Time for teaching, time for you

Teaching is full on – everyone knows that. From that first day back, late nights marking, parents’ evenings, to the caffeine fuelled last day of term. Sometimes we all feel overworked, and I suppose that’s normal. We’re very quick to teach our students about the techniques they need to succeed, but do we think about techniques that could help save us time and sanity?



Think about why

Why are you doing that? What is the effect on the students? Is there a way that effect can be achieved in a less intricate way? Does the effect justify the time it will take to achieve? The problem is we all want to do our best for our students – that’s why we do the job we do. But, we can’t do everything – unfortunately there’s only 168 hours a week. Before you redesign that lesson, make that beautiful resource, mark those books for a third time in three weeks – think about why. We teach because we want students to make progress, could they make the same progress in a more effective and efficient way? Your time is your greatest resource – use it carefully.


Develop students’ independence

Developing independence in students is almost as important as teaching the subject itself – they’ll be the ones taking that final exam. Set longer, independent tasks to improve their time management and personal workflow. Not every lesson of course, but completing these tasks teaches more than the task itself. This could also free up time for you to give targeted advice or help those who’ve fallen behind.


Numbered targets

When marking an assessment, you’ll always find common mistakes within multiple students’ work. Mark these with numbers or codes (e.g. T1, T2, T3). This will save you time re-writing the same improvements. Then when students are going through their work put these targets up on the board or print a key. Students then write the feedback themselves which encourages engagement and ownership of their targets. This can save hours on marking and allow you to do it just as effectively.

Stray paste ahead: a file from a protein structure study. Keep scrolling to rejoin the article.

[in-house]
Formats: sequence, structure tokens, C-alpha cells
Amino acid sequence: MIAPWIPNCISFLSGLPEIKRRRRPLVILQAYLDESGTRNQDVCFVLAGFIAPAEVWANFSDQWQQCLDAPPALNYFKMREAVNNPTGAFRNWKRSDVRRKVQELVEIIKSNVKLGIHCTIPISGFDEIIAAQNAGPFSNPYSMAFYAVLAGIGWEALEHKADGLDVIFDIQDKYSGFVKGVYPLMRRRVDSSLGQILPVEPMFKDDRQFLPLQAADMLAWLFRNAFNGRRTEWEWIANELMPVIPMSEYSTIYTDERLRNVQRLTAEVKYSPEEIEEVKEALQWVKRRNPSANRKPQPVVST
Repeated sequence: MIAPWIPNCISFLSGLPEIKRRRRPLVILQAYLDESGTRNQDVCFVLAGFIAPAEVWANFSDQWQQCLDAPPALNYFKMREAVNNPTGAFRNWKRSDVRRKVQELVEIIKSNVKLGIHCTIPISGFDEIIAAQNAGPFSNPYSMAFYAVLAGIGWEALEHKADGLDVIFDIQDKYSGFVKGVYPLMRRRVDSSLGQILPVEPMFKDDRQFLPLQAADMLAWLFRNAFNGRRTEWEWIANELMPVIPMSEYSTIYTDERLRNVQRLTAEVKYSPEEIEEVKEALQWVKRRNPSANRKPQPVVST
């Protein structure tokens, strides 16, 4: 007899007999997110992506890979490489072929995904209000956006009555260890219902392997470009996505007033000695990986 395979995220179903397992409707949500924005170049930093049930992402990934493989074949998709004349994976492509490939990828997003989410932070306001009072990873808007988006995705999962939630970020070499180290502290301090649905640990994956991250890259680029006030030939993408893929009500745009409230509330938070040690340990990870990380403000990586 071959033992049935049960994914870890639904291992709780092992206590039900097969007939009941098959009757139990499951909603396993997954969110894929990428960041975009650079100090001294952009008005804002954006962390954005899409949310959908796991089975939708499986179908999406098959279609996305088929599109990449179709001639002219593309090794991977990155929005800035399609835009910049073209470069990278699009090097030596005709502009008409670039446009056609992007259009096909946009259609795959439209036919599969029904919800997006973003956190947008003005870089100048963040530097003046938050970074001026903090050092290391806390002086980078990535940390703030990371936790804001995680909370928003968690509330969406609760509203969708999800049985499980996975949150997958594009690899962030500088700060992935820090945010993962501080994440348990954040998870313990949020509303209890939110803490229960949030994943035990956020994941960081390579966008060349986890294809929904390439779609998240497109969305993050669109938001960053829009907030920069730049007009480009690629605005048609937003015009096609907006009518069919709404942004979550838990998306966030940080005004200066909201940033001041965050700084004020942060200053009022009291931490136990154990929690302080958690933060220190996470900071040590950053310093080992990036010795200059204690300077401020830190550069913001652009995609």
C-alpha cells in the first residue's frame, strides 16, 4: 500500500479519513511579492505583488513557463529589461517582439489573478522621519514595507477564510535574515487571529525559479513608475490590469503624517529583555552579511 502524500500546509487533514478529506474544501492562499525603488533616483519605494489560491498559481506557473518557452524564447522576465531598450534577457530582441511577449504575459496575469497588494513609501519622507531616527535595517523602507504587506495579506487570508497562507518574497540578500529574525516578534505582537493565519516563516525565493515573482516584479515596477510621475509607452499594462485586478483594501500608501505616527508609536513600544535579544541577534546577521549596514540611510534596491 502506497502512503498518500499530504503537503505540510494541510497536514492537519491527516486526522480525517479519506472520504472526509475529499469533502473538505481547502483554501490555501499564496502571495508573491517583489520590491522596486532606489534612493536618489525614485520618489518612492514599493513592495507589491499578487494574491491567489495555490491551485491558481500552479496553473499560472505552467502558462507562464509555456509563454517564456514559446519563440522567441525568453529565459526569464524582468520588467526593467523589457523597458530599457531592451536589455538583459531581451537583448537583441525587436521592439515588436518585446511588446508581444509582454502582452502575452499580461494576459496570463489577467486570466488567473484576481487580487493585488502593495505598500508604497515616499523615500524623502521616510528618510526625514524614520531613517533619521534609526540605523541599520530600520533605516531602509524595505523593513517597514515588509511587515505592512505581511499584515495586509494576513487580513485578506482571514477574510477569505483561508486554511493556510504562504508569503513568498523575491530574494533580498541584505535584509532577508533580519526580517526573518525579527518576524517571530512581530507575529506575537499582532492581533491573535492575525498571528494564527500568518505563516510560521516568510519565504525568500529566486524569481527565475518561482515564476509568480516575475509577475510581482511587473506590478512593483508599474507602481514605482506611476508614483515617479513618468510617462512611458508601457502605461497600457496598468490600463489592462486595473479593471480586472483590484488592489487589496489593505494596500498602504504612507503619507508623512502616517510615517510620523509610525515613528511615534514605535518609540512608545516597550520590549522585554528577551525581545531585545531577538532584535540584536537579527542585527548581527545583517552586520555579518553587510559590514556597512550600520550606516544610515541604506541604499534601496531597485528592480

Barometer students

Get to know 2-3 students who you can rely on to tell you whether they’ve understood the lesson or not. This will stop you having to mark the whole set of books each lesson. Just flick through these 3-4 students’ books – if they’ve got it (and you’ve picked them correctly) then the class are on to it.


Use down time

Have a set of books on your desk so that if there’s ten minutes within a lesson that students are working independently you can work through a couple of them. This can mount up to a few hours over the course of a week. Even better, if the students don’t need their books for the task you can mark with them there and call them over for verbal feedback and explanation. This will also mean students who haven’t worked as hard as they could have to justify themselves to you… which they don’t like!


Calendar and pre-plan

If you know something big is coming up, mock exams or a deadline, get all the other marking and admin tasks out the way before. Even if this means doing some assessments before the ideal time – that’s preferable than the unbearable marking pile when things align.


Respect your time

You deserve to have a life outside work. Put social engagements into your calendar and stick to them regardless of what comes up at work. There will be busy weeks when you know you’ll be working more of course, but when it’s quieter – use that. Remember that having an overworked and stressed out teacher will have a much bigger impact on student’s learning than having all their assessments back within a week.


Photo by Sonja Langford on Unsplash

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